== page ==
Relationships between dispositional optimism and cognitive functions in community-dwelling middle aged and older persons


  • A. Iwahara
  • S. Shimai
  • E. Ito
  • A. Kawakami
  • M. Kasai
  • T. Hatta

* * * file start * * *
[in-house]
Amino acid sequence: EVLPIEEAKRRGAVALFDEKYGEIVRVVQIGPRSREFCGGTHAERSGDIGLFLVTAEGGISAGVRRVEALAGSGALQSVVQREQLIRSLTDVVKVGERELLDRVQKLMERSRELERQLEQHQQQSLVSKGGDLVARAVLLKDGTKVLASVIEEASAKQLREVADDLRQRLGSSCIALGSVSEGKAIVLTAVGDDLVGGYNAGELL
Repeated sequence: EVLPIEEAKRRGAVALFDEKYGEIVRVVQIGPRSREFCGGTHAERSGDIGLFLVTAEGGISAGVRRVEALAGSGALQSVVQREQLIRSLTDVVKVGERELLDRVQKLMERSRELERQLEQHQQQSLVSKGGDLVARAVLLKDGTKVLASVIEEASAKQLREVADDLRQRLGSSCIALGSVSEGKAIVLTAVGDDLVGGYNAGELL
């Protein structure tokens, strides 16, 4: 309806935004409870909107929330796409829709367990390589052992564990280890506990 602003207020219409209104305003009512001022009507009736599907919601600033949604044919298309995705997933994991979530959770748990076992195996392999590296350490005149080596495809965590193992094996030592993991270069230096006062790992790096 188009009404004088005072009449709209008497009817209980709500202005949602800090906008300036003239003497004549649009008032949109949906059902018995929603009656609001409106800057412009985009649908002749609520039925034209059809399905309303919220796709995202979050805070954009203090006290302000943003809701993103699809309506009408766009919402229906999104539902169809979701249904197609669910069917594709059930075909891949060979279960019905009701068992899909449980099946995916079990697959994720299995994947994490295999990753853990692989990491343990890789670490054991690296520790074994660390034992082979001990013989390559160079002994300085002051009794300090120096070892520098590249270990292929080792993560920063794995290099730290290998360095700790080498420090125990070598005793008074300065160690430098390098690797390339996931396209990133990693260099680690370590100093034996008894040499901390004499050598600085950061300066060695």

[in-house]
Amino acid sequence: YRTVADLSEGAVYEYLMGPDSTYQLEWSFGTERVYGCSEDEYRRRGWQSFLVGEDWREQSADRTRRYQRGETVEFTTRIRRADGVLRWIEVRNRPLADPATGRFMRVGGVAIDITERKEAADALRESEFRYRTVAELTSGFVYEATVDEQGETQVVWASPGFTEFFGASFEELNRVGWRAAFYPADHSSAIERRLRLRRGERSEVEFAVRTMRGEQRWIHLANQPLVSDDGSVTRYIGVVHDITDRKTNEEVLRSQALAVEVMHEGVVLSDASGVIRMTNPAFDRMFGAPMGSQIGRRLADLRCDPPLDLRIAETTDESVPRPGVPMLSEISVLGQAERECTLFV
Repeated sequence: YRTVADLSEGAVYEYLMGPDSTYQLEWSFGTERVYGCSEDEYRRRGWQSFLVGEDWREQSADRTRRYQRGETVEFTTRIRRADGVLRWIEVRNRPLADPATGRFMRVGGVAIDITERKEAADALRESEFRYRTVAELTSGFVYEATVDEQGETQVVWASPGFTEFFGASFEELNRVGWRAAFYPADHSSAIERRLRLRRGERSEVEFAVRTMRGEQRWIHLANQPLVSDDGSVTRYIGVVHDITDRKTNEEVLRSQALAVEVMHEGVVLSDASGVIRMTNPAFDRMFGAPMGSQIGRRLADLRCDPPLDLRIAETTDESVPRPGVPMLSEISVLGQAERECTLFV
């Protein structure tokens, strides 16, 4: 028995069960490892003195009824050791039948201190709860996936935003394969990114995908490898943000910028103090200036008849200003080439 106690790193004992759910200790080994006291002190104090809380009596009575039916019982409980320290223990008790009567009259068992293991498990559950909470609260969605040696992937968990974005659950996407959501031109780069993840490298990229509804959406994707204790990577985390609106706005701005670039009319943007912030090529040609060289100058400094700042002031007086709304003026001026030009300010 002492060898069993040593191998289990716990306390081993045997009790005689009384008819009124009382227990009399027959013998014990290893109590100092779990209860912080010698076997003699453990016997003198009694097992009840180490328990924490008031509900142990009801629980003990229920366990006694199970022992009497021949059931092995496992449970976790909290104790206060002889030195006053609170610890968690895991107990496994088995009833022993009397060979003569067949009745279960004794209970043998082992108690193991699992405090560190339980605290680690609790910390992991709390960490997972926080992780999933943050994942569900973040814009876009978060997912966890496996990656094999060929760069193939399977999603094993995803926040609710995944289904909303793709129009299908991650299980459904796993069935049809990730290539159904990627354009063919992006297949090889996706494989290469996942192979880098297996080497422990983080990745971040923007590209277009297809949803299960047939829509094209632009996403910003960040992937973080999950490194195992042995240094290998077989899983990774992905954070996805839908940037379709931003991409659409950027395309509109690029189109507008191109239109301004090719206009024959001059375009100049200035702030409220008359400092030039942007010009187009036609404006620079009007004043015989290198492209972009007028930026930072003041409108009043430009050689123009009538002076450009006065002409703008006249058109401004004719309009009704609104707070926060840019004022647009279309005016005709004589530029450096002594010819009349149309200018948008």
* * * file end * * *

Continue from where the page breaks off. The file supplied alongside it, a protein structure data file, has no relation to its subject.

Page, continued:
Background: Positive psychology is recognized as an important contributing factor in terms of well-being. Positive psychological constructs as dispositional optimism or purpose in life have been linked to positive health outcomes. However, there is little research in relation to it within the dementia field. In the present study we investigate an association between dispositional optimism and cognitive functions in the middle aged and the older. Methods: Participants were 555 community-dwelling middle aged and older persons without dementia. The cognitive functions were measured by means of logical memory test, Money road test, Stroop test, D-CAT (digit cancellation test), verbal fluency test and MMSE. Dispositional optimism were assessed using 10 item questionnaire adapted from Japanese versions of the Life Orientation Test-Revised. Results: Participants were divided into three dispositional optimism groups (upper, middle and lower) based on the score of the questionnaire. ANCOVA, using age, sex and education as covariate, dispositional optimism group as independent variables, and scores on the cognitive tasks as dependent variables, was conducted to investigate the effect of positive psychological constructs on the age-related decline of cognitive functions. A significant main effect of dispositional optimism was shown for the score on digit cancellation test, Stroop test and MMSE. The score of these cognitive functions in lower optimism group was lower than that in the other groups. Conclusions: Greater dispositional optimism is associated with higher cognitive functions. It became clear that positive psychological constructs could reduce a risk of cognitive decline in old persons.





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